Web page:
Although the blog has been quiet lately, a lot has happened "behind the scenes". Nothing serious luckily. On the contrary. Lately, things have been going quite well for Nienke. As every year, she is stable now springtime is here. Of course she continues to need a lot of care, but the symptoms are most severe for her in the colder months. The last time Nienke was admitted with a terrible crisis was at the end of December. This crisis hit me very hard emotionally. I now know that it is impossible for me to see anything like that coming. That makes every day stressfull.
In Nienke's case, from a medical point of view, we had reached the end of all possibilities to monitor her in order to prevent a crisis. I then started looking for the possibilities of a medical detection assistance dog. This type of dog is not to be confused with an Assistance Dog that is trained to help with daily activities such as opening doors, dressing, reporting things, etc. .. Medical Detection Assistance dogs are mainly used for people with diabetes and epilepsy. These dogs can also offer a lot of support with PTSD and Autism. Nienke does not fall under one of these categories, but does fall under a small category of patients who have Addison's disease. Although Nienke does not have this diagnosis, many symptoms of Addison's disease are within her own diagnosis. Along with a number of other conditions, all together called ROHHAD-NET.
When someone has Addison's disease or a shortage of stress hormone in the body, it is supplemented with medication. Often patients are given a higher dose of medication than necessary because a deficiency can have serious consequences. Too much stress hormone also has serious consequences, especially in the long run. This is why it is crucial that people with a stress hormone deficiency do not receive too much but certainly not too little medication. This is where the dog comes into the picture. A dog can smell a stress hormone deficiency. He will give a signal so that medication will only be given when necessary and thus too much can be prevented, but perhaps even more important is that a dog can smell a deficiency and help prevent a crisis.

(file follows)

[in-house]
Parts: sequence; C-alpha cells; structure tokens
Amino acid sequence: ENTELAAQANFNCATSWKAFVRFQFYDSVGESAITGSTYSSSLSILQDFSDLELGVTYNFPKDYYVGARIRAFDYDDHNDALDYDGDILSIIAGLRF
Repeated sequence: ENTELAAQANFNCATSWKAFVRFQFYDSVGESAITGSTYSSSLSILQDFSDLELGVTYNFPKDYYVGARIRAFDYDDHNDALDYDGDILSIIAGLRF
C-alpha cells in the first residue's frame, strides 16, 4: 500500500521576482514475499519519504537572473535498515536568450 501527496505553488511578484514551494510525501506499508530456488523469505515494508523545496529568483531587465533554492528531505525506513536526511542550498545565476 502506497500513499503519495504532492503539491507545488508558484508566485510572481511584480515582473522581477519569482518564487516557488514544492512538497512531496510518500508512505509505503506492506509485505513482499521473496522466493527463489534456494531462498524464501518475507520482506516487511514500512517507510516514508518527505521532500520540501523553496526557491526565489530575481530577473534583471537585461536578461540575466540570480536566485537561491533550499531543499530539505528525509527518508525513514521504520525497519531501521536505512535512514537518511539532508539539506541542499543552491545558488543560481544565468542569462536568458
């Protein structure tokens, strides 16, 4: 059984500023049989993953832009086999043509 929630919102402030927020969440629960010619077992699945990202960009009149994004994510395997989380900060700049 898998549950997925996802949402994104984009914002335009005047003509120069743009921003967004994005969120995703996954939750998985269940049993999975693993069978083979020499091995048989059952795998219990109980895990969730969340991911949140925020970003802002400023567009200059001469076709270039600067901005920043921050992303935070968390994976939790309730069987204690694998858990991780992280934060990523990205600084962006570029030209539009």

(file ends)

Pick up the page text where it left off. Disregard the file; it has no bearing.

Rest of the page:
When I had read all this last January, I got pretty excited. I discussed it with her doctors and although they had no experience with dogs they said, "Go for it!" I submitted the application in mid-January. And then the waiting began. After a few phone calls I had lost hope a bit. There were so many questions from the trainer. Nienke's condition is very complex ... I was asked if they could contact her main practitioner. Nienke's doctor found this no problem and explained ROHHAD by telephone. After this clarifying conversation, the Kibo foundation contacted me again and told me that we had gotten through the first round. This was 3 weeks ago. And today was the day ... we went for our official intake at the KIBO foundation in Nijkerk. The only foundation in the Netherlands that trains dogs for medical detection. There we heard that 700 applications are received annually and that we are one of the 17 who can officially continue with the training. What a gift! We could hardly believe it.
As of today we will start a new adventure as a family ....
First, we have to find a match between Nienke and a dog. We have no requirements besides the fact that it has to be a fun animal for Nienke to have around her all day long.
Nienke goes to special education and it is very important that the dog also goes to school. A medical detection dog works best when deployed 24/7. Praying school will approve of her taking the dog along.
The training itself will be very intense. Although we are well guided by the foundation, the dog will have to be trained several times a day to ensure that the dog becomes as reliable as possible. Quite a challenge, but one that I would like to take on as a mother!